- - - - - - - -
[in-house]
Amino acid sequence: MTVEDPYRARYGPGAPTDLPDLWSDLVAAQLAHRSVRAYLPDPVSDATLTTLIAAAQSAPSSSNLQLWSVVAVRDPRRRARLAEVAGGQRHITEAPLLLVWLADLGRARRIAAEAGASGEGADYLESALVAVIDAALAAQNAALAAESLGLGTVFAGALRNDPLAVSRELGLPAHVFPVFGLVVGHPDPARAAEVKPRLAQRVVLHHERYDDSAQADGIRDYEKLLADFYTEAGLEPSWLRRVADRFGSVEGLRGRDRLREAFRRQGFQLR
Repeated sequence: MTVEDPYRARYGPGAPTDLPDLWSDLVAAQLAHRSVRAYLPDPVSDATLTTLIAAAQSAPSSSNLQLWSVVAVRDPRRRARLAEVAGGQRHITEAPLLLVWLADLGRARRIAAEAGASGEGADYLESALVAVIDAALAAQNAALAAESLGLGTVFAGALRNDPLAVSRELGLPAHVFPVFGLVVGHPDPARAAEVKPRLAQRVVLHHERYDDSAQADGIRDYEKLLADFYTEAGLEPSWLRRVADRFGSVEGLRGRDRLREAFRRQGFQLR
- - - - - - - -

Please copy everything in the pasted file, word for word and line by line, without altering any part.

[in-house]
Amino acid sequence: MTVEDPYRARYGPGAPTDLPDLWSDLVAAQLAHRSVRAYLPDPVSDATLTTLIAAAQSAPSSSNLQLWSVVAVRDPRRRARLAEVAGGQRHITEAPLLLVWLADLGRARRIAAEAGASGEGADYLESALVAVIDAALAAQNAALAAESLGLGTVFAGALRNDPLAVSRELGLPAHVFPVFGLVVGHPDPARAAEVKPRLAQRVVLHHERYDDSAQADGIRDYEKLLADFYTEAGLEPSWLRRVADRFGSVEGLRGRDRLREAFRRQGFQLR
Repeated sequence: MTVEDPYRARYGPGAPTDLPDLWSDLVAAQLAHRSVRAYLPDPVSDATLTTLIAAAQSAPSSSNLQLWSVVAVRDPRRRARLAEVAGGQRHITEAPLLLVWLADLGRARRIAAEAGASGEGADYLESALVAVIDAALAAQNAALAAESLGLGTVFAGALRNDPLAVSRELGLPAHVFPVFGLVVGHPDPARAAEVKPRLAQRVVLHHERYDDSAQADGIRDYEKLLADFYTEAGLEPSWLRRVADRFGSVEGLRGRDRLREAFRRQGFQLR